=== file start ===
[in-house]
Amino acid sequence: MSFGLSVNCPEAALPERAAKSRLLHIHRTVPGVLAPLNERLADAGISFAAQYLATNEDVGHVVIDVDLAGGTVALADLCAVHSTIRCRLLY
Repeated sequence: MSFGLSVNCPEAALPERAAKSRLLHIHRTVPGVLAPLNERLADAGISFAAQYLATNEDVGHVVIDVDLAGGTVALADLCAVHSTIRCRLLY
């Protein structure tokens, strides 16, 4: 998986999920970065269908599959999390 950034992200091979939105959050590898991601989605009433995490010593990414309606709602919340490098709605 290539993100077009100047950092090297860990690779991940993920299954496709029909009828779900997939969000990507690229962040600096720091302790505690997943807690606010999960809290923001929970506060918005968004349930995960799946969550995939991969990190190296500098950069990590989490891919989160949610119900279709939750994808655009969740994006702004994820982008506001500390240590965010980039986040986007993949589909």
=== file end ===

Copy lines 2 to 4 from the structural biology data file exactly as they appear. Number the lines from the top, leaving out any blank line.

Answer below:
Amino acid sequence: MSFGLSVNCPEAALPERAAKSRLLHIHRTVPGVLAPLNERLADAGISFAAQYLATNEDVGHVVIDVDLAGGTVALADLCAVHSTIRCRLLY
Repeated sequence: MSFGLSVNCPEAALPERAAKSRLLHIHRTVPGVLAPLNERLADAGISFAAQYLATNEDVGHVVIDVDLAGGTVALADLCAVHSTIRCRLLY
């Protein structure tokens, strides 16, 4: 998986999920970065269908599959999390 950034992200091979939105959050590898991601989605009433995490010593990414309606709602919340490098709605 290539993100077009100047950092090297860990690779991940993920299954496709029909009828779900997939969000990507690229962040600096720091302790505690997943807690606010999960809290923001929970506060918005968004349930995960799946969550995939991969990190190296500098950069990590989490891919989160949610119900279709939750994808655009969740994006702004994820982008506001500390240590965010980039986040986007993949589909």